Bloody Fantastic, by David Bax
Kiss of the Damned’s title and poster give exactly the right impression of what the film contains. Director Xan Cassavetes’ erotic, gory cinema fantastique is perfectly – and intentionally – reminiscent of the early 1970s French art/trash films of Jean Rollin, all of which had similarly exciting but meaningless names (Shiver of the Vampires?) and lush, neo-gothic affectations. For those unfamiliar with these works, know that when you buy a ticket to Kiss of the Damned, you’re entering a world that’s as deadly serious as it is campy and as pretentious as it is pulpy. It’s a world of shimmery dressing gowns giving way to heaving, exposed breasts; of gorgeous European women with blood dripping from their lips; of intense, droning music and solemn stares; of cloistered, timeless luxury brushing up against the urban “modernity” of 40 years ago. In short, it’s fucking preposterous and it’s a total blast.
We are introduced to Djuna (Joséphine de la Baume), a pale, French woman living in a secluded Connecticut estate watching DVDs of old movies. In an early clue to the film’s retro sensibility, she makes a trip into town one evening to return these discs to a brick and mortar video store. It’s there she encounters Paolo (Milo Ventimiglia), a Hollywood screenwriter with the soul of a tortured artist who’s rented a nearby house to focus on his work. The two have dinner and return to the estate where – just as things are getting physical – something overcomes Djuna and she begs Paolo to leave. So consumed is the young man, though, that he continues to hound her for days until she, equally concupiscent, relents. They spend an amorous evening together. She tells him she is a vampire. By morning, so is he. However, their undead honeymoon is interrupted when Djuna’s sister, Mimi (Roxane Mesquida) – also a vampire – comes to visit unannounced. Mimi’s lustful, impulsive, scheming sociopathy is the trigger for the rest of the film to luridly unfurl.
It’s not until Mimi’s arrival that Kiss of the Damned takes root in the viewer’s brain. Cassavetes doesn’t bother much with convincing the audience of Djuna and Paolo’s mutual magnetism, often telling more than showing. At this point in the proceedings, the bizarre tone and pace are more distancing than enchanting. It’s as if the film is under its own trance before we are. It’s likely, however, that these scenes will play better on repeat viewings when it’s already understood that Djuna and Mimi, not Djuna and Paolo, make up the central duo of the story.
The appearance of Mimi is the first glimpse – both to us and to our surrogate, Paolo – that there is an ancient, worldwide parallel community of vampires. Cassavetes has great fun, palpably so, fleshing out this society. It’s a mix of old world aristocracy and a more contemporary, cosmopolitan strain of ineffectual liberal elitism, the latter of which the director gently mocks while entertaining, if not exploring, grand ideas of humanity and morality.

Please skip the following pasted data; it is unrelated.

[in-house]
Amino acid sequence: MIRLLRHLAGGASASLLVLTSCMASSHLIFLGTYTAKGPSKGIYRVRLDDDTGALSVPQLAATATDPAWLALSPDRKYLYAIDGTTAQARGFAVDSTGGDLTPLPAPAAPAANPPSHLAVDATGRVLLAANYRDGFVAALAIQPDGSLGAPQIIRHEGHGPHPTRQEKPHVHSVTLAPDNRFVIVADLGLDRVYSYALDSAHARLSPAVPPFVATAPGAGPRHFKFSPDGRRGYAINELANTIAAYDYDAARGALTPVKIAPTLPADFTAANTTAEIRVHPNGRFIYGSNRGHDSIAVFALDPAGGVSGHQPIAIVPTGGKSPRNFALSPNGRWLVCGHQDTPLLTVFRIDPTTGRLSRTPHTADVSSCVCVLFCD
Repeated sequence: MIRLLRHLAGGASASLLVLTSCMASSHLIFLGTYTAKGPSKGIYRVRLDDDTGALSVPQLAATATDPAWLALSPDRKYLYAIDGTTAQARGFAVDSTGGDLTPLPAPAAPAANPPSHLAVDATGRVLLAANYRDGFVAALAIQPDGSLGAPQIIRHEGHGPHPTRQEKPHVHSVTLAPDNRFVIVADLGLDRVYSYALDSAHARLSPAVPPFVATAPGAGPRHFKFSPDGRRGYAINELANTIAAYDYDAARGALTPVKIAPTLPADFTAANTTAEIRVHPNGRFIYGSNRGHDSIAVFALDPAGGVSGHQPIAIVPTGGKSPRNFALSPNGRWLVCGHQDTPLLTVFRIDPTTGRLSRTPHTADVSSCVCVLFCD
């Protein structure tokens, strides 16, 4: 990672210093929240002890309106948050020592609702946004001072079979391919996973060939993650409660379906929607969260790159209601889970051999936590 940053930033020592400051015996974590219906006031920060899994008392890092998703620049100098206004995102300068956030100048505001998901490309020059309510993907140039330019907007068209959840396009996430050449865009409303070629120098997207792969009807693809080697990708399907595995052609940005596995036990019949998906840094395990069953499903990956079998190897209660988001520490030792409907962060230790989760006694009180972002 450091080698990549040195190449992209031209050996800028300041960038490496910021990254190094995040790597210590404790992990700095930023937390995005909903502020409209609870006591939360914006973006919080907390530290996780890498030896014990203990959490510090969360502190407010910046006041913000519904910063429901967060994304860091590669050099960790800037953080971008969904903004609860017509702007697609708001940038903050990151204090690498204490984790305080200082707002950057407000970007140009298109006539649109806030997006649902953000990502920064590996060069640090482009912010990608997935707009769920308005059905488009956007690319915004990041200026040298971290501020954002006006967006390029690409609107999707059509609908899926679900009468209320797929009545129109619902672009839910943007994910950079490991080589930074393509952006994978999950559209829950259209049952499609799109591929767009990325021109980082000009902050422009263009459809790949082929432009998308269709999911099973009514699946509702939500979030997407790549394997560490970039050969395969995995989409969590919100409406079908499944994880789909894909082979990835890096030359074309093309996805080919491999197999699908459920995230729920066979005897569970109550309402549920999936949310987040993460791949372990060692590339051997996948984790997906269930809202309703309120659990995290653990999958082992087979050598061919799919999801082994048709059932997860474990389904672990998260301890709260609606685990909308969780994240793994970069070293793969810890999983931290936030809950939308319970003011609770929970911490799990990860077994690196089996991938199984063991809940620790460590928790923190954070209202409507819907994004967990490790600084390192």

As much as the film is enjoying itself, however, it never places its tongue in its cheek. Were this merely a hyper-specific genre gag, it would be tawdry and disposable. Cassavetes displays such a competent grasp of tone that the amateur elements become a part of the tapestry. There’s a meticulous lack of subtlety in her bold, symmetrical framing and in her screenplay, which reads sometimes like a hasty translation of something written in another language. The film is so thoroughly, brilliantly opaque that it begins to seem as if something surely must be happening under the surface. Perhaps there is.
Just as much a part of the fabric as the aesthetics are the performances. Ventimiglia has been playing cardboard archetypes at least since Gilmore Girls but his imperviousness to nuance is in line with the film’s intentions for him as a cypher. De la Baume, our default protagonist, has more depth but is charmingly stunted by the English language. Mesquida is in some ways also linguistically hamstrung but, when necessary, she nonetheless manages to devour the scenery like it’s the exposed throat of a virgin. In the third major role by a stunning Frenchwoman, Anna Mouglalis rises above the rest as Xenia, a nurturing matriarch of sorts in the local vampire scene.
As I hope I’ve already demonstrated, Kiss of the Damned is a film of dichotomies. It’s high-minded and low-brow. It’s dour and exuberant. It’s cheap and luscious. It’s paper-thin and overstuffed. Yet when the end titles begin – accompanied by a soundless, idyllic scene – it has achieved what a work of art should: an emotional and somatic catharsis. It may be fleeting but, as the film eagerly and bloodily demonstrates again and again, so is life.